But almost more importantly than the quality of the optics, is the quality of the read out display.
With some of the less expensive rangefinders I’ve tested, this is where they miss the mark. They often have very busy displays, and put the yardage distances either too high or too low in the viewfinder.
This forces you to adjust your eye from the pin, to read the yardage. It’s frustrating and really hurts the experience.
The Bushnell Tour V5 places it perfectly. It’s not too big, and there’s not too much going on in the screen.
This is actually the first rangefinder I’ve tested in quite some time that doesn’t have built in slope features.
And you know what? I actually kind of liked it. The simplicity of it, and ease of use made using it a breeze.
For me personally, I’ve never used the slope features that much anyway. Give me the actual yardage and it’s then easy enough to figure out how it’s playing based on my elevation and weather factors.
Even the Pro XE which adjusts for temperature and humidity, can’t tell you what the wind is doing.
Oh, and did I mention that despite being the stripped down version of the Tour V5, it does have a built in magnet for attaching to a cart. I’ve talked in the past about how I thought this was a game-changing feature, and I still believe it is.
Bushnell Tour V5 Rangefinder: Final Thoughts
Simply put, I absolutely love this device. It’s easier and more simple to use than the slope models, it’s wonderfully fast and accurate, and at $300? It’s might very well be the best value in the rangefinder market.
But I know you’re going to want comparisons, so here are my thoughts.
The Pro XE is still the best rangefinder on the market – but it’s not that much better than the V5, especially if you pay the extra $100 to get the slope model. It’s waterproof, has 7x magnification, and the most advanced slope calculations of any rangefinder out there. So if you want the best of the best? Go with that.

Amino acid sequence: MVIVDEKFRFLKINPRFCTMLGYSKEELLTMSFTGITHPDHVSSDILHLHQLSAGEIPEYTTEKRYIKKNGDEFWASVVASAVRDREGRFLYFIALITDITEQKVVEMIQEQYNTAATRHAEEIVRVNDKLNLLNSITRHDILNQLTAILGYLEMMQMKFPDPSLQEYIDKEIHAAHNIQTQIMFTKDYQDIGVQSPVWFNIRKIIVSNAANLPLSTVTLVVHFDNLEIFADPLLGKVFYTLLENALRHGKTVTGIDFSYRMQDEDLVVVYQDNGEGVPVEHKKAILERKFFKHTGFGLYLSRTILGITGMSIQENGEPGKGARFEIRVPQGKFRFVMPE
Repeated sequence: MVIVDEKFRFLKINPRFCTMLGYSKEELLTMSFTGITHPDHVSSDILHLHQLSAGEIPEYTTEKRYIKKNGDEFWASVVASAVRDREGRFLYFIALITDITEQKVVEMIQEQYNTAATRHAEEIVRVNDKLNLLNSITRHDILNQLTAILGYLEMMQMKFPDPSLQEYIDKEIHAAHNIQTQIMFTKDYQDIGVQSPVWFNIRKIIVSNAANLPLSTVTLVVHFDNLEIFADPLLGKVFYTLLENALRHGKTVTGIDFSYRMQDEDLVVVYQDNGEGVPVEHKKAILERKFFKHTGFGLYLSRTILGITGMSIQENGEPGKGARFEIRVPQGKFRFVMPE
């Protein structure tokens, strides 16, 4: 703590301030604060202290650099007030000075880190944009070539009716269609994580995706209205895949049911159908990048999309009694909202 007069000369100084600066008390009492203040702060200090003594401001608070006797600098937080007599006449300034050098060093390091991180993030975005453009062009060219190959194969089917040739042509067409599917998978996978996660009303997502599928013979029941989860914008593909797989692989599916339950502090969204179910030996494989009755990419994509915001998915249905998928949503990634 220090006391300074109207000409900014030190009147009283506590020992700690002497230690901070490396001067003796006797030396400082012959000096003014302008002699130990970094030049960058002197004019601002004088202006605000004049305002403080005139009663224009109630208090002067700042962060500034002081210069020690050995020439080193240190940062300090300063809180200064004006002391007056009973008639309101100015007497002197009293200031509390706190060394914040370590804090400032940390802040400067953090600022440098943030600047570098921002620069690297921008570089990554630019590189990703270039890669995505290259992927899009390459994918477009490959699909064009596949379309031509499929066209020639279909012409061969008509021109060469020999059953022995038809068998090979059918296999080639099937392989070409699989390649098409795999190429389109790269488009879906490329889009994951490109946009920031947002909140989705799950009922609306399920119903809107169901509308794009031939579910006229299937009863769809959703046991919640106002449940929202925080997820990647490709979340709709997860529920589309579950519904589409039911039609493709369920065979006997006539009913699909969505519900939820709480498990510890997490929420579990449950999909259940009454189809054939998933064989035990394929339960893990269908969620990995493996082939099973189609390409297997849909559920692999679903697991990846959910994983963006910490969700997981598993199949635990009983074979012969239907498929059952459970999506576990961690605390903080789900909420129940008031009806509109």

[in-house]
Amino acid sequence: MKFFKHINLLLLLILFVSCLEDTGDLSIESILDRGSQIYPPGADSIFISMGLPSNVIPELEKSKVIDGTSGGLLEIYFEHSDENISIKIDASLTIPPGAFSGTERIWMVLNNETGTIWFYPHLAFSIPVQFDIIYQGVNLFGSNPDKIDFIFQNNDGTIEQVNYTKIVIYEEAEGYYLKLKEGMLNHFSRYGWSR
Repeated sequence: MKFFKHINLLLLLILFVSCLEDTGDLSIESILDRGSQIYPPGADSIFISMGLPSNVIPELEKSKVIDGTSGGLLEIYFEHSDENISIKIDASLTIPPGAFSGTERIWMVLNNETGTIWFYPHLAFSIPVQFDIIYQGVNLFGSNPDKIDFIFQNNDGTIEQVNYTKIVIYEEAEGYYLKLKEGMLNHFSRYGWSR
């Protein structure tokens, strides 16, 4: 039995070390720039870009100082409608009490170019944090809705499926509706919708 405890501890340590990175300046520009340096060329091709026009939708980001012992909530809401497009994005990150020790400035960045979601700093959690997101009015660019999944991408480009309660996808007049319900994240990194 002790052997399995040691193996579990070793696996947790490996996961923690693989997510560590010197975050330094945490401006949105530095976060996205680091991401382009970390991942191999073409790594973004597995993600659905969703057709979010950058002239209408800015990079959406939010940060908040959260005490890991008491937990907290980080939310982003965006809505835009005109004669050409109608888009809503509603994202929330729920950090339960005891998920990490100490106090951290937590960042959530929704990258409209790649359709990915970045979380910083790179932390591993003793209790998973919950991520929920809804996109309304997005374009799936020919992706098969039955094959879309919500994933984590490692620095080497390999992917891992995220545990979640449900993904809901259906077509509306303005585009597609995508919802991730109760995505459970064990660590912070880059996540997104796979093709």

But most of us don’t want to spend over $500 on a rangefinder.
If you’re willing to spend the extra money, I think the $400 Tour V5 Shift is probably the best all around rangefinder out there. If the slope features are important to you, and you have the budget, then that is a device that will last you years – and be enjoyable to use in the process.
But what if you’re on a budget?
After all, there are a handful of solid devices out there that offer slope features, vibrations, magnets for a fraction of the price.
If that’s your concern then I’d look at the Precision Pro. It’s a great device, made by great people, and I personally found it more enjoyable and easier to use than the similarly priced TecTecTec devices I’ve tested.
Like I said, I don’t use the slope features all that much. And this was so enjoyable to use, that for an extra $50-100? I think this is the way to go.
We all have different priorities, so think about what you personally want, and what your budget looks like and make a decision from there.
But short story? The Bushnell Tour V5 is the best new rangefinder of the year, and is one I will happily use day in and day out on the course.
- Excellent price for performance
- Built in magnet
- Very clear optics
- Fast and accurate
- Doesn't have built in slope
- Display isn't backlit like Pro XE